The government’s long-term biofuel goal calls for 1 billion tons of biofuel to come from agricultural and forestry products by 2030. And perennial crops — like alfalfa   — could help supply a sizeable portion of that goal, says Neal Martin, director of the U.S. Dairy Forage Research Center in Madison, Wis.

Interestingly, the USDA has developed a biomass alfalfa that can be harvested at much later maturity stages, which allows for a 40 percent increase in stem yields compared to traditional hay varieties. This could theoretically double the gallons of cellulosic ethanol produced per acre of biomass. Greater yields also could mean fewer cuttings per season and lower harvest cost.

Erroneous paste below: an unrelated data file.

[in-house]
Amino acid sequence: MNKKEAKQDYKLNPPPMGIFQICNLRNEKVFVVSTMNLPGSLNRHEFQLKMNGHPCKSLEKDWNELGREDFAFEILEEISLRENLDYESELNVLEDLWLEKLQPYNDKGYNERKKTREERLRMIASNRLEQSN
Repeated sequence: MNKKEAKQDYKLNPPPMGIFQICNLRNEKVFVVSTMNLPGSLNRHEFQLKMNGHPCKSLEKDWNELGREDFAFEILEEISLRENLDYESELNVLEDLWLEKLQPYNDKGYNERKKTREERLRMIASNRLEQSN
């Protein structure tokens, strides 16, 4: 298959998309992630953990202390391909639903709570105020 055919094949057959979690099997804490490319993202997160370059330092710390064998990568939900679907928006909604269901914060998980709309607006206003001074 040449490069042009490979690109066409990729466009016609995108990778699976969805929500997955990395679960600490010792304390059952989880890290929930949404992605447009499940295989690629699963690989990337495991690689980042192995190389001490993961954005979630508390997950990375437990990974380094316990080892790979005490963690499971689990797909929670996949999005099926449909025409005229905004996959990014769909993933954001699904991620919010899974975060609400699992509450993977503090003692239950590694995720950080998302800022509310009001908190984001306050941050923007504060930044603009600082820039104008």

Researchers are now looking at how to separate the alfalfa leaves from the stems in the field.

There is a significant size difference between conventional alfalfa and the new biomass alfalfa developed by USDA. This translates in a 40 percent increase in stem yields.